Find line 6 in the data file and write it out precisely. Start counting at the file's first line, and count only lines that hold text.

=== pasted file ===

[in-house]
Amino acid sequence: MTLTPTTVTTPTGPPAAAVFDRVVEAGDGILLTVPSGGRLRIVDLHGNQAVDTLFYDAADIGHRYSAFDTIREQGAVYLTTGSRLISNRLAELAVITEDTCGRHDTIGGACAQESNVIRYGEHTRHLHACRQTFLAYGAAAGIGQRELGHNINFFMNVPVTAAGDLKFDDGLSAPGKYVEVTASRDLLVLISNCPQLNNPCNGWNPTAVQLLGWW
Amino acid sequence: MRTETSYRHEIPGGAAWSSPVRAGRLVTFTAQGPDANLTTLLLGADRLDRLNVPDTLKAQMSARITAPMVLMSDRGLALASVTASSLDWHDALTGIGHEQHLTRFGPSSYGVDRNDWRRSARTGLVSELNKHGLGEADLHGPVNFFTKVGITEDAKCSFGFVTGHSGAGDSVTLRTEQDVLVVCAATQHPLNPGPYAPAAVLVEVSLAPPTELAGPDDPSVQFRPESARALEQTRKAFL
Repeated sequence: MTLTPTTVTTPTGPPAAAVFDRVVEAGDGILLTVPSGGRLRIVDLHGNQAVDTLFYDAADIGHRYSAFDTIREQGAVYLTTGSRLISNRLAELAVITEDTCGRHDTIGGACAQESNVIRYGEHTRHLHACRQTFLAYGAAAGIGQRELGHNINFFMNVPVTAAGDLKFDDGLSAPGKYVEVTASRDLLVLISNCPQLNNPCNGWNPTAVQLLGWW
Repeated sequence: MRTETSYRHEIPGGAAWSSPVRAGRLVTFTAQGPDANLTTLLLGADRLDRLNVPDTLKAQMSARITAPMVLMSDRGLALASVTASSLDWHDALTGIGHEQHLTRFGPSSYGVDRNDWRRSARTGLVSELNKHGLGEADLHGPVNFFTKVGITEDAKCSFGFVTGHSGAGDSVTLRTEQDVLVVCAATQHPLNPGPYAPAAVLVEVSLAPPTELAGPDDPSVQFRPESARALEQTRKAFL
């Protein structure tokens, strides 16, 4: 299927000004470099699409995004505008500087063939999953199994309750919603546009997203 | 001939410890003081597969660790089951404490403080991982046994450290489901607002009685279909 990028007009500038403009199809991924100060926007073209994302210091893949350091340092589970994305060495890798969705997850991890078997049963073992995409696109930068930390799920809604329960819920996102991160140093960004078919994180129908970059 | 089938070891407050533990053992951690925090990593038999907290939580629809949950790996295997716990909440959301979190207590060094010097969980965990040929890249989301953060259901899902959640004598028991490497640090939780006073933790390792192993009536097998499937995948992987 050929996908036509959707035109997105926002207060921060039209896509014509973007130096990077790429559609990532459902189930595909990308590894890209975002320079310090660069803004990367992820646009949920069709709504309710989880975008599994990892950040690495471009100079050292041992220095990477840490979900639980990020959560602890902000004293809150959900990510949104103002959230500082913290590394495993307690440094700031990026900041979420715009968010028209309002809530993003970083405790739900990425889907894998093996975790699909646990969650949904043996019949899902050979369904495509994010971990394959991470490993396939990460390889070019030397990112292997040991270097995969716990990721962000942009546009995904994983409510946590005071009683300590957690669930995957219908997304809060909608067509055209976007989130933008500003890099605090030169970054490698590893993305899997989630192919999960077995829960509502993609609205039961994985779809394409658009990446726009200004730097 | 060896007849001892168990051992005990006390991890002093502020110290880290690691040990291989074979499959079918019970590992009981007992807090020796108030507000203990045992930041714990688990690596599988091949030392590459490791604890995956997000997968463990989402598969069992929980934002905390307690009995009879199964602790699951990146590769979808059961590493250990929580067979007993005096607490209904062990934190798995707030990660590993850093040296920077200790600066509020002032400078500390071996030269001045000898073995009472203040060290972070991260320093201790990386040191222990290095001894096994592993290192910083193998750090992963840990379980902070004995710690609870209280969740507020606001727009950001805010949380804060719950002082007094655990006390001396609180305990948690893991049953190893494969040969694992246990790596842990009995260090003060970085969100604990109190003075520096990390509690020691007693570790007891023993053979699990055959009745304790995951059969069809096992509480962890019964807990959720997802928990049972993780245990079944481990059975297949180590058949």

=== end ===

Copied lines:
């Protein structure tokens, strides 16, 4: 299927000004470099699409995004505008500087063939999953199994309750919603546009997203 | 001939410890003081597969660790089951404490403080991982046994450290489901607002009685279909 990028007009500038403009199809991924100060926007073209994302210091893949350091340092589970994305060495890798969705997850991890078997049963073992995409696109930068930390799920809604329960819920996102991160140093960004078919994180129908970059 | 089938070891407050533990053992951690925090990593038999907290939580629809949950790996295997716990909440959301979190207590060094010097969980965990040929890249989301953060259901899902959640004598028991490497640090939780006073933790390792192993009536097998499937995948992987 050929996908036509959707035109997105926002207060921060039209896509014509973007130096990077790429559609990532459902189930595909990308590894890209975002320079310090660069803004990367992820646009949920069709709504309710989880975008599994990892950040690495471009100079050292041992220095990477840490979900639980990020959560602890902000004293809150959900990510949104103002959230500082913290590394495993307690440094700031990026900041979420715009968010028209309002809530993003970083405790739900990425889907894998093996975790699909646990969650949904043996019949899902050979369904495509994010971990394959991470490993396939990460390889070019030397990112292997040991270097995969716990990721962000942009546009995904994983409510946590005071009683300590957690669930995957219908997304809060909608067509055209976007989130933008500003890099605090030169970054490698590893993305899997989630192919999960077995829960509502993609609205039961994985779809394409658009990446726009200004730097 | 060896007849001892168990051992005990006390991890002093502020110290880290690691040990291989074979499959079918019970590992009981007992807090020796108030507000203990045992930041714990688990690596599988091949030392590459490791604890995956997000997968463990989402598969069992929980934002905390307690009995009879199964602790699951990146590769979808059961590493250990929580067979007993005096607490209904062990934190798995707030990660590993850093040296920077200790600066509020002032400078500390071996030269001045000898073995009472203040060290972070991260320093201790990386040191222990290095001894096994592993290192910083193998750090992963840990379980902070004995710690609870209280969740507020606001727009950001805010949380804060719950002082007094655990006390001396609180305990948690893991049953190893494969040969694992246990790596842990009995260090003060970085969100604990109190003075520096990390509690020691007693570790007891023993053979699990055959009745304790995951059969069809096992509480962890019964807990959720997802928990049972993780245990079944481990059975297949180590058949």